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SpaceWeather.com -- News and information about meteor showers, solar flares, auroras, and near-Earth asteroids
SPACE WEATHER
Current conditions
Solar wind
speed: 319.6 km/sec
density: 4.9 protons/cm3
explanation | more data
Updated: Today at 2346 UT
X-ray Solar Flares
6-hr max: A0
2340 UT Feb06
24-hr: A0
2340 UT Feb06
explanation | more data
Updated: Today at: 2340 UT
Daily Sun: 06 Feb 09
The sun is blank--no sunspots. Credit: SOHO/MDI

more images: from Erika Rix of Zanesville, Ohio
Sunspot number: 0
What is the sunspot number?
Updated 05 Feb. 2009
Far side of the Sun:
This holographic image reveals no sunspots on the far side of the sun. Image credit: SOHO/MDI
Planetary K-index
Now: Kp= 1 quiet
24-hr max: Kp= 1
quiet
explanation | more data
Current Auroral Oval:
Switch to: Europe, USA, New Zealand, Antarctica
Credit: NOAA/POES
What is the auroral oval?
Interplanetary Mag. Field
Btotal: 2.7 nT
Bz: 0.3 nT north
explanation | more data
Updated: Today at 2347 UT
Coronal Holes:
A coronal hole is emerging over the sun's eastern limb. Credit: SOHO Extreme UV Telescope
SPACE WEATHER
NOAA Forecasts
Updated at: 2009 Feb 06 2201 UTC
FLARE
0-24 hr
24-48 hr
CLASS M
01 %
01 %
CLASS X
01 %
01 %
Geomagnetic Storms:
Probabilities for significant disturbances in Earth's magnetic field are given for three activity levels: active, minor storm, severe storm
Updated at: 2009 Feb 06 2201 UTC
Mid-latitudes
0-24 hr
24-48 hr
ACTIVE
01 %
01 %
MINOR
01 %
01 %
SEVERE
01 %
01 %
High latitudes
0-24 hr
24-48 hr
ACTIVE
05 %
05 %
MINOR
01 %
01 %
SEVERE
01 %
01 %
What's up in Space
February 6, 2009

AURORA ALERT: Did you sleep through the Northern Lights? Next time get a wake-up call: Spaceweather PHONE.

 

ISS TRANSIT OF VENUS: This has been a good week for sunset sky watchers in the USA. The International Space Station (ISS) has been flying through the evening sky, often passing beautifully close to Venus. Last night in Ocean Park, Maine, the ISS passed directly over Venus. Using a webcam and a 4-inch telescope, John Stetson made this movie of the rare transit. "Not only were Venus and the ISS very bright, but also they appeared to have the exact same angular diameter, 31 arcseconds. They were very beautiful together," he says.

COMET LULIN: Looking for Comet Lulin? Let Zubenelgenubi be your guide. Today, the comet is gliding by the double star with only 1/2-degree of sky between them. Astrophotographer Gregg Ruppel sends this image from Ellisville, Missouri:

Human eyes cannot yet see Comet Lulin; the comet is a smidgen too dim. Human eyes can, however, see Zubenelgenubi; it shines about as brightly as the stars of the Big Dipper. Point your binoculars at "Zuben" and voilĂ !--Lulin materializes in the field of view. The star-comet combo rises in the southeast at dawn a few hours before the sun: sky map.

DISCONNECTED TAIL: On Feb. 4th, a team of Italian astronomers witnessed "an intriguing phenomenon in Comet Lulin's tail." Team leader Ernesto Guido explains: "We photographed the comet using a remotely-controlled telescope in New Mexico, and our images clearly showed a disconnection event. While we were looking, part of the comet's plasma tail was torn away."


Photo credit: Ernesto Guido, Giovanni Sostero & Paul Camilleri [more]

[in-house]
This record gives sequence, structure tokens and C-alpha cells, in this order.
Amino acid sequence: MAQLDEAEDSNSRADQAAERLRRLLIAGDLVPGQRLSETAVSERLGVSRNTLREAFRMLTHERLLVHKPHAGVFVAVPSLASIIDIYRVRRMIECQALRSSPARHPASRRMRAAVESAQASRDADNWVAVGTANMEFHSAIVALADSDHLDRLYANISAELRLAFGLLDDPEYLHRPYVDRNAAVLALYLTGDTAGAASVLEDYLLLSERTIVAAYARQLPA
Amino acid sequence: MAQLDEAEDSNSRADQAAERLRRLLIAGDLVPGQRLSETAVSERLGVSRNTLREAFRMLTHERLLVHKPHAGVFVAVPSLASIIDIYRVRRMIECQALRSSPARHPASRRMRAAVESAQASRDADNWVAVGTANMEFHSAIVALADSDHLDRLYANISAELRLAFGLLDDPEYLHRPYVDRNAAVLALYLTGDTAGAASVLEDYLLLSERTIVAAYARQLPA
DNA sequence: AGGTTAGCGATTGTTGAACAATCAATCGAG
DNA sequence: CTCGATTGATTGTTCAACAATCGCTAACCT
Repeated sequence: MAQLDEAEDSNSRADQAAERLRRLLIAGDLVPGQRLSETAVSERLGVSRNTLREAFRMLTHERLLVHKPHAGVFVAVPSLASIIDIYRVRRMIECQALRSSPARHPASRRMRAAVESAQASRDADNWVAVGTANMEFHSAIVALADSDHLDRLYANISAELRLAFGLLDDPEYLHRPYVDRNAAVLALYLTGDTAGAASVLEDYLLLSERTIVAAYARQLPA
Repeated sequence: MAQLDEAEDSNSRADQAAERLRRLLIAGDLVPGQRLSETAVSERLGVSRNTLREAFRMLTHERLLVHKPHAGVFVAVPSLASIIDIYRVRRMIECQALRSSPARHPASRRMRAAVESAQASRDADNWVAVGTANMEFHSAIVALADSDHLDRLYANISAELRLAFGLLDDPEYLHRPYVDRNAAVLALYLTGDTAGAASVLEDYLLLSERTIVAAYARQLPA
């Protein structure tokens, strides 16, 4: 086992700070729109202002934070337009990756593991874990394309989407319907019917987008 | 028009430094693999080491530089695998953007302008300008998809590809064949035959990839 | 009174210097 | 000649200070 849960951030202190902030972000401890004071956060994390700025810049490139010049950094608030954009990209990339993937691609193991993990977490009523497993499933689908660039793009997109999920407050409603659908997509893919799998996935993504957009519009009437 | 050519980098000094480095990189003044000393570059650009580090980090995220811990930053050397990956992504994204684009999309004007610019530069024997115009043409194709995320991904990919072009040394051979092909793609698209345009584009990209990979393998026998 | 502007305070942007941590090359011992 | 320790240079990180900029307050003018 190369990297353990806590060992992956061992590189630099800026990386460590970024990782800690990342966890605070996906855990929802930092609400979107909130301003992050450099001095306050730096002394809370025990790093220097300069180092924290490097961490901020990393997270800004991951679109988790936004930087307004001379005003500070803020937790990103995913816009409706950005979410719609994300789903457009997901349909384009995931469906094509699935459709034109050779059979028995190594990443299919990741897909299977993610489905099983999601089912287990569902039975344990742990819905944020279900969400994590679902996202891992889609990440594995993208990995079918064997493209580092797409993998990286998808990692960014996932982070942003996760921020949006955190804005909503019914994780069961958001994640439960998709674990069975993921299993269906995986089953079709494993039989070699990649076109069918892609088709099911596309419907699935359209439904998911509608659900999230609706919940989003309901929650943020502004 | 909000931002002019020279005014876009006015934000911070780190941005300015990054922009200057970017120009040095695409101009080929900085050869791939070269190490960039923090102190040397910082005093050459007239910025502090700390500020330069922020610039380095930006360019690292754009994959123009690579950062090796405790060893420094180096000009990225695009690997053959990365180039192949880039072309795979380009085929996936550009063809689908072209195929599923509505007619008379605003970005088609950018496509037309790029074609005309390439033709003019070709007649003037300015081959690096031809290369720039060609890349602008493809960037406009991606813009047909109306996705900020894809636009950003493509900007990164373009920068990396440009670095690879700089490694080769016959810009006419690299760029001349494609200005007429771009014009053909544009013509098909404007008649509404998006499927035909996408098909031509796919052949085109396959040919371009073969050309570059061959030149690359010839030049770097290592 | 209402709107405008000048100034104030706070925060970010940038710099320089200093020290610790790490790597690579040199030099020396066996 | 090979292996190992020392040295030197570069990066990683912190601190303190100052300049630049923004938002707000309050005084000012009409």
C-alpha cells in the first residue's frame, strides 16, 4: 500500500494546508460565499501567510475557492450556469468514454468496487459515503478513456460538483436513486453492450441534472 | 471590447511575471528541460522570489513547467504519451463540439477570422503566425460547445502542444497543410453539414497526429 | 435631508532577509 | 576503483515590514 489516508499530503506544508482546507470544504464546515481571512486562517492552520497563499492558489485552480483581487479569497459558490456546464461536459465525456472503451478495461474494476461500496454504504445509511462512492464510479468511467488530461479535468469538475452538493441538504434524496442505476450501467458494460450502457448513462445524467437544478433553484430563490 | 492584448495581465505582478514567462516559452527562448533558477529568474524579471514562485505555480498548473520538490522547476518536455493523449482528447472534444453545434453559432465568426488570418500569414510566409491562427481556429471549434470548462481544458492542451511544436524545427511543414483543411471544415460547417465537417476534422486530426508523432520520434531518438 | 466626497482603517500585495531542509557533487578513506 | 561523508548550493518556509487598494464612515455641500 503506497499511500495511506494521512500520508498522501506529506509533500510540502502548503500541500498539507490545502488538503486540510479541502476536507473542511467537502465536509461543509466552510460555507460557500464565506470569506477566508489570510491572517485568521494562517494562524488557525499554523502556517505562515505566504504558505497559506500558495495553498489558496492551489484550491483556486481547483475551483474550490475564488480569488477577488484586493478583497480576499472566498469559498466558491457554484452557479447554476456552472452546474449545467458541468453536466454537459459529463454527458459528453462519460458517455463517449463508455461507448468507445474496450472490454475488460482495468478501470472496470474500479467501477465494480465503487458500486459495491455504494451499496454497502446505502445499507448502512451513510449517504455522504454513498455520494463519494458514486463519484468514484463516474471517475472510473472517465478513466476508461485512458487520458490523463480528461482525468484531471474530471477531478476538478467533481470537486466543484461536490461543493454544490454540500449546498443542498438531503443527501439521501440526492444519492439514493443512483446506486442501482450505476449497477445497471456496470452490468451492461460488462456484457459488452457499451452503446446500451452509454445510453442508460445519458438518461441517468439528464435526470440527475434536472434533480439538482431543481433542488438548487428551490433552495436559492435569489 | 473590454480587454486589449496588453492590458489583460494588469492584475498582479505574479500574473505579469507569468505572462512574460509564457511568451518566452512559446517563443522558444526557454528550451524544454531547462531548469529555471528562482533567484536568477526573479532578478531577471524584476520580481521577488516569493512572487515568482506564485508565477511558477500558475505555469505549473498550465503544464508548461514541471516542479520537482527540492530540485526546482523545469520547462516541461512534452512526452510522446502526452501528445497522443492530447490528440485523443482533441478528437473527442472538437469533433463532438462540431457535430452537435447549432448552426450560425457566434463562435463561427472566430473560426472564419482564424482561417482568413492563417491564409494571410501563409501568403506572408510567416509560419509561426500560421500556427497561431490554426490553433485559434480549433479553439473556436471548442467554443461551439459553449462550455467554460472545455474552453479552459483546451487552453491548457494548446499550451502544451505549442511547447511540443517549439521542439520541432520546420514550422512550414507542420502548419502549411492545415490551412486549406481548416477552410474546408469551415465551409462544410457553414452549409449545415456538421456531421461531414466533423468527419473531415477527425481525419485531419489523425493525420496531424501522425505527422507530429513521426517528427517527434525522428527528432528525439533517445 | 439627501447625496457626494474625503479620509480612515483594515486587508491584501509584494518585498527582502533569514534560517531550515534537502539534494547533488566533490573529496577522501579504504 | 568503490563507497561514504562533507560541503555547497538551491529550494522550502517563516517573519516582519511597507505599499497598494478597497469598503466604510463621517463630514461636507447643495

Guido and colleagues believe the event was caused by a magnetic disturbance in the solar wind hitting the comet. It's a plausible hypothesis. Magnetic mini-storms in comet tails have been observed before--most famously in 2007 when NASA's STEREO spacecraft watched a CME crash into Comet Encke. Encke lost its tail in dramatic fashion, much as Comet Lulin did on Feb. 4th.

Browse the gallery to view the comet's tail before, during and after the disconnection event:

UPDATED: Comet Lulin Photo Gallery
[Comet Hunter Telescope] [sky map] [ephemeris]


February 2009 Aurora Gallery
[Previous Februaries: 2008, 2007, 2006, 2004, 2003, 2002]


Explore the Sunspot Cycle

       
Near-Earth Asteroids
Potentially Hazardous Asteroids (PHAs) are space rocks larger than approximately 100m that can come closer to Earth than 0.05 AU. None of the known PHAs is on a collision course with our planet, although astronomers are finding new ones all the time.
On February 6, 2009 there were 1024 potentially hazardous asteroids.
Feb. 2009 Earth-asteroid encounters:
Asteroid
Date(UT)
Miss Distance
Mag.
Size
2009 BK58
Feb. 2
1.7 LD
17
30 m
2009 BG81
Feb. 2
4.4 LD
19
12 m
2009 CC2
Feb. 2
0.5 LD
17
12 m
2009 BW2
Feb. 5
8.4 LD
20
40 m
2009 CP
Feb. 8
7.7 LD
19
20 m
2009 BE58
Feb. 10
8.6 LD
16
225 m
2006 AS2
Feb. 10
9.2 LD
15
370 m
2009 BL58
Feb. 11
4.8 LD
17
55 m
1999 AQ10
Feb. 18
4.4 LD
13
390 m
2009 CV
Feb. 23
4.8 LD
18
62 m
Notes: LD means "Lunar Distance." 1 LD = 384,401 km, the distance between Earth and the Moon. 1 LD also equals 0.00256 AU. MAG is the visual magnitude of the asteroid on the date of closest approach.
Essential Links
NOAA Space Weather Prediction Center
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Atmospheric Optics
  The first place to look for information about sundogs, pillars, rainbows and related phenomena.
Solar and Heliospheric Observatory
  Realtime and archival images of the Sun from SOHO.
STEREO
  3D views of the sun from NASA's Solar and Terrestrial Relations Observatory
Daily Sunspot Summaries
  from the NOAA Space Environment Center
Current Solar Images
  from the National Solar Data Analysis Center
Science Central
   
  more links...
   
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